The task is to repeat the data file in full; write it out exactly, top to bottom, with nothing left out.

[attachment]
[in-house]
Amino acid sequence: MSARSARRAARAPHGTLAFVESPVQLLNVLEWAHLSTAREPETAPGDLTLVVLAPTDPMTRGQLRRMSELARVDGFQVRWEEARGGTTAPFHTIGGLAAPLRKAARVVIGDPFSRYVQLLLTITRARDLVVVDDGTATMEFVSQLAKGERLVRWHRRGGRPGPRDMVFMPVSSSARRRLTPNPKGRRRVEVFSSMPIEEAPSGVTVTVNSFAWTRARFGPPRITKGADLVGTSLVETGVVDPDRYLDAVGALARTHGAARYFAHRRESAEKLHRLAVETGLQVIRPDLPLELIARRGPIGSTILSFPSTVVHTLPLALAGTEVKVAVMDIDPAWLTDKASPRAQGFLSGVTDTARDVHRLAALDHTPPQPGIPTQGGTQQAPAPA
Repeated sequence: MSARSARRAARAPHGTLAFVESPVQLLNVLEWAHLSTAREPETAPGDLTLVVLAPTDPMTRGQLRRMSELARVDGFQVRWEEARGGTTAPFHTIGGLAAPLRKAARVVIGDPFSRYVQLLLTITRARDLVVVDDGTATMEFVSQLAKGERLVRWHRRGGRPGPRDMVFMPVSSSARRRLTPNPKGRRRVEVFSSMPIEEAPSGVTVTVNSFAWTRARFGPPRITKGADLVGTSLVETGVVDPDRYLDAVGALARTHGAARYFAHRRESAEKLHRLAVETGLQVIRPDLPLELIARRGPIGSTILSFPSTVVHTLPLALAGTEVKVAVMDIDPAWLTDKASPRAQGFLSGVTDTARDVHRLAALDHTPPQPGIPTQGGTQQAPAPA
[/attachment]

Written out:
[in-house]
Amino acid sequence: MSARSARRAARAPHGTLAFVESPVQLLNVLEWAHLSTAREPETAPGDLTLVVLAPTDPMTRGQLRRMSELARVDGFQVRWEEARGGTTAPFHTIGGLAAPLRKAARVVIGDPFSRYVQLLLTITRARDLVVVDDGTATMEFVSQLAKGERLVRWHRRGGRPGPRDMVFMPVSSSARRRLTPNPKGRRRVEVFSSMPIEEAPSGVTVTVNSFAWTRARFGPPRITKGADLVGTSLVETGVVDPDRYLDAVGALARTHGAARYFAHRRESAEKLHRLAVETGLQVIRPDLPLELIARRGPIGSTILSFPSTVVHTLPLALAGTEVKVAVMDIDPAWLTDKASPRAQGFLSGVTDTARDVHRLAALDHTPPQPGIPTQGGTQQAPAPA
Repeated sequence: MSARSARRAARAPHGTLAFVESPVQLLNVLEWAHLSTAREPETAPGDLTLVVLAPTDPMTRGQLRRMSELARVDGFQVRWEEARGGTTAPFHTIGGLAAPLRKAARVVIGDPFSRYVQLLLTITRARDLVVVDDGTATMEFVSQLAKGERLVRWHRRGGRPGPRDMVFMPVSSSARRRLTPNPKGRRRVEVFSSMPIEEAPSGVTVTVNSFAWTRARFGPPRITKGADLVGTSLVETGVVDPDRYLDAVGALARTHGAARYFAHRRESAEKLHRLAVETGLQVIRPDLPLELIARRGPIGSTILSFPSTVVHTLPLALAGTEVKVAVMDIDPAWLTDKASPRAQGFLSGVTDTARDVHRLAALDHTPPQPGIPTQGGTQQAPAPA